PEOPLE of the State of California, Plaintiff and Respondent, v. Debra Diane BLATT, Defendant and Appellant.
Defendant was charged by information with two counts of possessing dangerous drugs. (Health & Saf. Code, s 11910.) She pleaded not guilty. A motion under section 1538.5 of the Penal Code, partially submitted on the transcript of the preliminary hearing, was denied. Defendant then withdrew her plea of not guilty and pleaded guilty to Count II. She was sentenced to county jail for six months. Sentence was suspended and defendant was placed on probation for one year. Count I was dismissed. The appeal is from the judgment and order granting probation. (Pen.Code, s 1538.5(m).)
The facts viewed in the light most favorable to the People are as follows: Officer Sewell of the Los Angeles Police Department went to 1602 Sunset Boulevard on April 27, 1971, in response to a radio call that a citizen was holding a narcotic suspect at that address. Upon arriving at the location, he discovered it to be a men's clothing store which was open for business, although there were no customers there at the time. Sewell was met by a man who identified himself as Mr. Blatt, the store's proprietor. Blatt pointed to defendant, who was seated behind a counter, and told the officer that she was his daughter and that she was ‘stoned.’ While Sewell and Blatt conversed, defendant began speaking. Her words were abusive, and Sewell did not think them coherent. Defendant's speech was thick, and she had difficulty enunciating. Her eyes did not focus, and her head swayed back and forth. She appeared to Sewell to be intoxicated. He smelled no alcohol on her breath. He concluded that she was under the influence of a narcotic or dangerous drug. He had previously seen people under the influence of narcotics or dangerous drugs in excess of 100 times. In Sewell's opinion defendant was unable to care for herself. Sewell asked Blatt whether he was willing to assume the responsibility of caring for defendant in view of her inability to care for herself. Blatt said that he was not. Sewell then placed defendant under arrest. She was causing a disturbance at the time by her use of loud and abusive language. Sewell therefore escorted her to a dressing room open to the public at the rear of the store. Defendant was carrying a purse which Sewell decided to search for weapons or narcotics. Defendant refused to give the officer the purse. He removed it from her. Inside were the pills which formed the basis for the instant charges.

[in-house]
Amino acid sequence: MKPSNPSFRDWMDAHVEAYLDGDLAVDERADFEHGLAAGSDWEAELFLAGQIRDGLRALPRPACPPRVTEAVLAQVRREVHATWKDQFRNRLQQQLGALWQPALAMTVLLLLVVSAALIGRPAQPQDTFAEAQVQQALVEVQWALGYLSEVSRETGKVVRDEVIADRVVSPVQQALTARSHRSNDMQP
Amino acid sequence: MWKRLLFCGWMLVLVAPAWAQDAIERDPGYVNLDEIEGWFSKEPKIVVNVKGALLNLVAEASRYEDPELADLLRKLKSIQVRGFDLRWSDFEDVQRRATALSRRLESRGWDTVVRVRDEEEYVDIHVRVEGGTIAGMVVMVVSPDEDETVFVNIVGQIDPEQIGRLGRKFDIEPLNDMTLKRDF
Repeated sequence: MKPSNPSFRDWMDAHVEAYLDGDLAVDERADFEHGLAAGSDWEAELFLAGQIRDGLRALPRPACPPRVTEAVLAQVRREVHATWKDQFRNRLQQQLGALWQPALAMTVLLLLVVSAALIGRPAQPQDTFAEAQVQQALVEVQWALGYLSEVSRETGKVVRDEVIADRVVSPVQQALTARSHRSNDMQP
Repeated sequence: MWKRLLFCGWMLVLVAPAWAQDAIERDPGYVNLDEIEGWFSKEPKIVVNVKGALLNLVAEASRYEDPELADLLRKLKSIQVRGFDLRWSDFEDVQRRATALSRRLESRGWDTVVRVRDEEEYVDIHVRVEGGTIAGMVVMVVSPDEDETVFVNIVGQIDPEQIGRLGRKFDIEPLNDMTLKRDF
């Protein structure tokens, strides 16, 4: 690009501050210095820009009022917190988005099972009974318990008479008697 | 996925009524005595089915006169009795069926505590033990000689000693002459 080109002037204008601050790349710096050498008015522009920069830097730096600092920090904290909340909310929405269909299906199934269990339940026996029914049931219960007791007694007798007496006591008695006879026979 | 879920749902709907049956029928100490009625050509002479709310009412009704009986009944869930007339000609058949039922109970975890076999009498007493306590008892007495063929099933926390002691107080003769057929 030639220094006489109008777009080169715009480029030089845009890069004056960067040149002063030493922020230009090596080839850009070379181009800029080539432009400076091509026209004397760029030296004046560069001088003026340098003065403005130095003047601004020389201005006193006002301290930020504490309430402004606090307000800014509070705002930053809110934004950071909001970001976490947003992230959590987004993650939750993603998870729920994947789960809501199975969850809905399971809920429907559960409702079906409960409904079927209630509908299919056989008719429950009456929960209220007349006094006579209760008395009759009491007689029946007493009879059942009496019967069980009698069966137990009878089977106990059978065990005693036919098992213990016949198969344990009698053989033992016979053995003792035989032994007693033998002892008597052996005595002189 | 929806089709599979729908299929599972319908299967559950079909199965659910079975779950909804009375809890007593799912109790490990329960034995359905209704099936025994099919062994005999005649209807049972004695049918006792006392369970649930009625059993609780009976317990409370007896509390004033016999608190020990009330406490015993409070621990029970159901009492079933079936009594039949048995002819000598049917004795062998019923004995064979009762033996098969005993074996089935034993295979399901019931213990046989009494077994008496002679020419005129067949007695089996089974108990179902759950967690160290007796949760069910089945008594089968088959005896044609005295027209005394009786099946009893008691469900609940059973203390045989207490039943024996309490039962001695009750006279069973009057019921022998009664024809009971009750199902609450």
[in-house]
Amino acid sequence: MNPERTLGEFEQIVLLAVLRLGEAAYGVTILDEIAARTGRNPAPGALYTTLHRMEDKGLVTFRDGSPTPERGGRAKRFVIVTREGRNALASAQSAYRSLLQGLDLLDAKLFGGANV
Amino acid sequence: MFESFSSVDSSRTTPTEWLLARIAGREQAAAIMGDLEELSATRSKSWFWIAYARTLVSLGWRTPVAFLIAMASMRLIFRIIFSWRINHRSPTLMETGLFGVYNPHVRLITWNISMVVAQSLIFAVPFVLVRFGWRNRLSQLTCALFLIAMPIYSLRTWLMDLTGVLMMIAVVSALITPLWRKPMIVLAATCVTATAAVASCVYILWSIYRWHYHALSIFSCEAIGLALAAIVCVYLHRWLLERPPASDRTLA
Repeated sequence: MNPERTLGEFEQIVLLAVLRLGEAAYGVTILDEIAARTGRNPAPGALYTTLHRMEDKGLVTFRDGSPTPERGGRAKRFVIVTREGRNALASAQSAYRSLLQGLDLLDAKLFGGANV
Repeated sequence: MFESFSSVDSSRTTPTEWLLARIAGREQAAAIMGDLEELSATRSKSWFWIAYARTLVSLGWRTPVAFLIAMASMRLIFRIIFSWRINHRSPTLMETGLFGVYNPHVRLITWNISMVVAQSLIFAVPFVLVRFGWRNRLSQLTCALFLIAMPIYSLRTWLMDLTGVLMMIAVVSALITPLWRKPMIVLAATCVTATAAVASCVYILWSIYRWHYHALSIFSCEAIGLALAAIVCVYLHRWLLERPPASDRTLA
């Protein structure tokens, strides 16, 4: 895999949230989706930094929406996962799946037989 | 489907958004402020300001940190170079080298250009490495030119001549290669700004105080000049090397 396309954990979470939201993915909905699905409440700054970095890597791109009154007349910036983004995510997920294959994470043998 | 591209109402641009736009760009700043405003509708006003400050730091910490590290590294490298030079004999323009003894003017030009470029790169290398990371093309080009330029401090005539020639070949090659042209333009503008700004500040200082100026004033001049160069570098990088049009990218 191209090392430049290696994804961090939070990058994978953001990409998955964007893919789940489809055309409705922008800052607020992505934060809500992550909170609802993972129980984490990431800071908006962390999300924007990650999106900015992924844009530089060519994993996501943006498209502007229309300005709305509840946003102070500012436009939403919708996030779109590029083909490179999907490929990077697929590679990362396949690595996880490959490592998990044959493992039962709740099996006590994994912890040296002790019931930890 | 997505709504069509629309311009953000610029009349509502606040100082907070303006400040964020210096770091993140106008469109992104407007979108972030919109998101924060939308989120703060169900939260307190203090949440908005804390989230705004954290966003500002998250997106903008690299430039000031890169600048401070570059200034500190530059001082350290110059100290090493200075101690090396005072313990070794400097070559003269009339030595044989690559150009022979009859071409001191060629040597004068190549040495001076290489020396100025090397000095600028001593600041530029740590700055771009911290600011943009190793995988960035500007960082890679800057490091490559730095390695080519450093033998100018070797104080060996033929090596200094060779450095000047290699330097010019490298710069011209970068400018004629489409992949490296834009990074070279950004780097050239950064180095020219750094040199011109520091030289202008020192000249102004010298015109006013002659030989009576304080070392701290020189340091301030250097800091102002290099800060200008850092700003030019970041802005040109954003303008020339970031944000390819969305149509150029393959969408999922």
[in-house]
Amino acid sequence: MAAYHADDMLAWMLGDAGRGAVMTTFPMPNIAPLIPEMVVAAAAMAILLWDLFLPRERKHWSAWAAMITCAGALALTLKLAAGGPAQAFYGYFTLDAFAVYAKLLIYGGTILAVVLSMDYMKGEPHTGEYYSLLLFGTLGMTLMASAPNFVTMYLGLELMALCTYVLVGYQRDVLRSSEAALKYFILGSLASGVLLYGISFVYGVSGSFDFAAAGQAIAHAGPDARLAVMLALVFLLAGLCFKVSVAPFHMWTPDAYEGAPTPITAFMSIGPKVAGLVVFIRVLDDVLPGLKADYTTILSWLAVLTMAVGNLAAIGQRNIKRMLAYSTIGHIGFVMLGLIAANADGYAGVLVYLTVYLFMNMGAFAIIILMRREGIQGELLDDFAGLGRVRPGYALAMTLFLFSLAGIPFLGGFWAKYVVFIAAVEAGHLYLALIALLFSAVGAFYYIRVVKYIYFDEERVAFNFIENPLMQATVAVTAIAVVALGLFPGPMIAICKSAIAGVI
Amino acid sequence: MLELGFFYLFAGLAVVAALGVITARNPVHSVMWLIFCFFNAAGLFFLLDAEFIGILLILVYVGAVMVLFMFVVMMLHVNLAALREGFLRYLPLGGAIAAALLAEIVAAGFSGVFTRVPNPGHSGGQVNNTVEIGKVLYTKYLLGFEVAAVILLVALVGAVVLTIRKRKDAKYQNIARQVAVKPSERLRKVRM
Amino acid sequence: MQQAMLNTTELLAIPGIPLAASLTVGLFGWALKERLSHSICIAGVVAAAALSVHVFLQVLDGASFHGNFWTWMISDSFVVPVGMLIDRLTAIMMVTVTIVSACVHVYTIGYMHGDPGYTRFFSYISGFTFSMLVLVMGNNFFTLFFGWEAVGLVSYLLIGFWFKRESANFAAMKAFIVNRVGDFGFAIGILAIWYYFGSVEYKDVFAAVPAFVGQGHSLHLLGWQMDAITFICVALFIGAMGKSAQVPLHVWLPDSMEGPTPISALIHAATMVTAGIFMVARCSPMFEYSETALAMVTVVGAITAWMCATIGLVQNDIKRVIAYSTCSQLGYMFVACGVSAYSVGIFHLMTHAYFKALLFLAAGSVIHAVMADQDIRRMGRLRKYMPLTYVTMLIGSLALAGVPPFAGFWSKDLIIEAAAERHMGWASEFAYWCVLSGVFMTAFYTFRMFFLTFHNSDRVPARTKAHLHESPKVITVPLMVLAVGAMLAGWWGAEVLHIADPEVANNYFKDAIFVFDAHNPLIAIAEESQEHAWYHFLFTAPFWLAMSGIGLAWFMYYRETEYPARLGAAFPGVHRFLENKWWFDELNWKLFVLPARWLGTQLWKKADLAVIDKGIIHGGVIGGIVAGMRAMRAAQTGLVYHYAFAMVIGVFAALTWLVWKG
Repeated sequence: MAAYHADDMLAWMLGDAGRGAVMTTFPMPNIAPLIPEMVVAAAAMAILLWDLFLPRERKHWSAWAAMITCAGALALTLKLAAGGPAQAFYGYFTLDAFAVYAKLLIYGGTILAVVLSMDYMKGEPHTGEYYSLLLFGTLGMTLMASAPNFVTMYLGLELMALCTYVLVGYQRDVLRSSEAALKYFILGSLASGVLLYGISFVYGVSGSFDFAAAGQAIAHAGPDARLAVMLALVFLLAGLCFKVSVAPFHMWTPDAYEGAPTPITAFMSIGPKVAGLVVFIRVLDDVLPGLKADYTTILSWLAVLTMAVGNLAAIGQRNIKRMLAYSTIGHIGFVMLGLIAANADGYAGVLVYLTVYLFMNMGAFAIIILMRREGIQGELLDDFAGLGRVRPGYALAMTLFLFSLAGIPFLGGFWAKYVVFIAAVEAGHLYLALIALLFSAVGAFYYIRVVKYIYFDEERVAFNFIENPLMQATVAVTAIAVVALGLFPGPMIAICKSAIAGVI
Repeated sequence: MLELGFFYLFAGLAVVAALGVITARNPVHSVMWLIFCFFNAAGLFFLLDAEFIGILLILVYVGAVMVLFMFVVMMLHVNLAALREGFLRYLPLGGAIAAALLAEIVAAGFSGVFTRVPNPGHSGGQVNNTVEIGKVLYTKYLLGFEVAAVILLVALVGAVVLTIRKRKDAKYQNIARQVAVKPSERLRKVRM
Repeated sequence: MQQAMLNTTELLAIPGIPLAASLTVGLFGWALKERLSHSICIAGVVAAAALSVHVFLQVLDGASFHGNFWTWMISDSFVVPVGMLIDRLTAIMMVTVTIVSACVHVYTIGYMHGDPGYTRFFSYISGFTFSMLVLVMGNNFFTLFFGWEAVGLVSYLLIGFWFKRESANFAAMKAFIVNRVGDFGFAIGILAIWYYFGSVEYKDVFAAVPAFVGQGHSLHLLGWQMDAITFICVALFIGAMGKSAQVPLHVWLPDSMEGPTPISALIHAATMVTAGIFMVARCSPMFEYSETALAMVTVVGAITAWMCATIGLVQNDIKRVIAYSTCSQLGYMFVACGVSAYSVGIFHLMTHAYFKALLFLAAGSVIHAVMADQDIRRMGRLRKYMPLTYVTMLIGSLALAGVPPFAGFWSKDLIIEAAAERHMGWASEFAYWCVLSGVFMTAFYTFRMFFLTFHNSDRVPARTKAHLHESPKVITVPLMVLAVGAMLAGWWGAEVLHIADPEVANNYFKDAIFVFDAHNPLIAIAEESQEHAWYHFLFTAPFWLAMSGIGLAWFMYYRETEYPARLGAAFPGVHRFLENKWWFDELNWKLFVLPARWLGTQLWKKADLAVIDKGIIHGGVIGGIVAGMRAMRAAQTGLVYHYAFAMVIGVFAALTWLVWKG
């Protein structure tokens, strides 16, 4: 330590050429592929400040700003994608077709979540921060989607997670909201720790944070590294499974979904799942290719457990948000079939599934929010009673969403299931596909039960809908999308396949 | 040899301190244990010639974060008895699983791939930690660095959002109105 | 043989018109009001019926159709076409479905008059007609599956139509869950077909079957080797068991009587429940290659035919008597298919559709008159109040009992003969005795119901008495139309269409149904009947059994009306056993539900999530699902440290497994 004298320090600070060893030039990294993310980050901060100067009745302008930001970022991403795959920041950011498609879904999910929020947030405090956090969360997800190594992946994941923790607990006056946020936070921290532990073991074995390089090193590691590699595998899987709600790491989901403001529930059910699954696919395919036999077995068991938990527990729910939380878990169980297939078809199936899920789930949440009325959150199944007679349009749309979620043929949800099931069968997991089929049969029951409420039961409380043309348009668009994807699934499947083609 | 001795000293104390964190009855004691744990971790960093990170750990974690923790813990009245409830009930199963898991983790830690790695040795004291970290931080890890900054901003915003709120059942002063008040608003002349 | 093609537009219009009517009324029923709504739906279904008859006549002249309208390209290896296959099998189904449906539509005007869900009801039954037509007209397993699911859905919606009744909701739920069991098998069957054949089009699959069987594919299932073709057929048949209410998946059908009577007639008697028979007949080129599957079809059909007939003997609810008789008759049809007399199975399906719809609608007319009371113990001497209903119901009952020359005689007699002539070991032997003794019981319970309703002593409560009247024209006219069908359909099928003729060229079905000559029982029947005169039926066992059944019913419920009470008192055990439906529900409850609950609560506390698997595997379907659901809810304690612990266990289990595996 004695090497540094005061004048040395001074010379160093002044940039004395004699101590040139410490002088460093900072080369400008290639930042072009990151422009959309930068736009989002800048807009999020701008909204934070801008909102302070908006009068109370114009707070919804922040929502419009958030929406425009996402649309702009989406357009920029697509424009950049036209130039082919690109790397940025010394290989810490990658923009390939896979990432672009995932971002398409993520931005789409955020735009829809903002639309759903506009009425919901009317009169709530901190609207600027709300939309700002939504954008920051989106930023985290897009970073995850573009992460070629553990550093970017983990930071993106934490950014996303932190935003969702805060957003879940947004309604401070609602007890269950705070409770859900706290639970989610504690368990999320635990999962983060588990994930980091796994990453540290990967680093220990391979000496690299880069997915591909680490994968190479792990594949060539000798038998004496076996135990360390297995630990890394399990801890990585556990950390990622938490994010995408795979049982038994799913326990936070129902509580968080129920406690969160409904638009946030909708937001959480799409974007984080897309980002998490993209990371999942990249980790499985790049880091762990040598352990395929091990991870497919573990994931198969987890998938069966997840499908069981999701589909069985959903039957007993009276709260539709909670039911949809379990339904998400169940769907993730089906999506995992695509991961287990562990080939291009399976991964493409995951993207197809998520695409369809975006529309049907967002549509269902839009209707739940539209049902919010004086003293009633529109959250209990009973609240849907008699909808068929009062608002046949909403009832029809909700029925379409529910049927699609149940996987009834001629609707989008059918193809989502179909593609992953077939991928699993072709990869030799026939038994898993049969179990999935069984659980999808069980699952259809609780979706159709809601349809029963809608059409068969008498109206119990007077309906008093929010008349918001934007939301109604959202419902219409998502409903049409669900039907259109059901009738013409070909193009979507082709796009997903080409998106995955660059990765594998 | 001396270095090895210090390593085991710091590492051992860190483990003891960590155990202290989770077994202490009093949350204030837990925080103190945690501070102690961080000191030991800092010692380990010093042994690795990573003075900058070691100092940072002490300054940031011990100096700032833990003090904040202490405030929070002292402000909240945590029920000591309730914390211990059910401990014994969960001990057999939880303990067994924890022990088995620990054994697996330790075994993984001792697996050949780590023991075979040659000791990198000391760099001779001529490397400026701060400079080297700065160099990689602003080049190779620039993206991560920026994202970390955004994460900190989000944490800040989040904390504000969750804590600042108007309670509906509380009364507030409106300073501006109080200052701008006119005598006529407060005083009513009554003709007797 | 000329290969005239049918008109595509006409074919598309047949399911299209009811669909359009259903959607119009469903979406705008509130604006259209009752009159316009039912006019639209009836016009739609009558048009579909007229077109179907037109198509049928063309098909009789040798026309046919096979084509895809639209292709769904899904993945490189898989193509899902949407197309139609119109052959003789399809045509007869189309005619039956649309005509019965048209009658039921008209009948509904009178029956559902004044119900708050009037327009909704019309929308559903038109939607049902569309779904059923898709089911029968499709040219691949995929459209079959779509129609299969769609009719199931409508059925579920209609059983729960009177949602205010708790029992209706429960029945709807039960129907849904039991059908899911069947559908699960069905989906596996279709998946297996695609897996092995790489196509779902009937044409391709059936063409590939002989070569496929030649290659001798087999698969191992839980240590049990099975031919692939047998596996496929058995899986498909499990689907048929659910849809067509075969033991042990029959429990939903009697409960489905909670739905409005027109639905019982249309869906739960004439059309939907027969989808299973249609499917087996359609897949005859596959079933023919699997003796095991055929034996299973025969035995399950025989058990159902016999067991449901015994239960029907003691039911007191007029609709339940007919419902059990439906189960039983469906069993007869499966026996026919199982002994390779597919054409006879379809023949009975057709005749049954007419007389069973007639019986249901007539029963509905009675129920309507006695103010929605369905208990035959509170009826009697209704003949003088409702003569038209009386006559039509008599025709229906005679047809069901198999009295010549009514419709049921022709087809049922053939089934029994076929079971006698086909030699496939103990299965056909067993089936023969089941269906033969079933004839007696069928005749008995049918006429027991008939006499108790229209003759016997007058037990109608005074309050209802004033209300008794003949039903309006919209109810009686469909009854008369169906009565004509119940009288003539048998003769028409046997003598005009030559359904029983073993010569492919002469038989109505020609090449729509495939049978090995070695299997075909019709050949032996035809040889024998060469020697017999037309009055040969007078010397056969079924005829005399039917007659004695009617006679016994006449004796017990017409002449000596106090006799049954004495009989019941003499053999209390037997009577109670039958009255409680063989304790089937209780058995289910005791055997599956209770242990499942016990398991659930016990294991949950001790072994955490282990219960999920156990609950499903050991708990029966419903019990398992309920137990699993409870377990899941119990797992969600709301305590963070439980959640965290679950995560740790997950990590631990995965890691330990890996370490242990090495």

Sewell's partner, Officer Simpson, telephoned defendant's mother after learning that her father was unwilling to care for her. Defendant called her mother as a witness at the section 1538.5 hearing. Mrs. Blatt was not permitted to testify to the contents of the telephone conversation in the face of a hearsay objection by the People.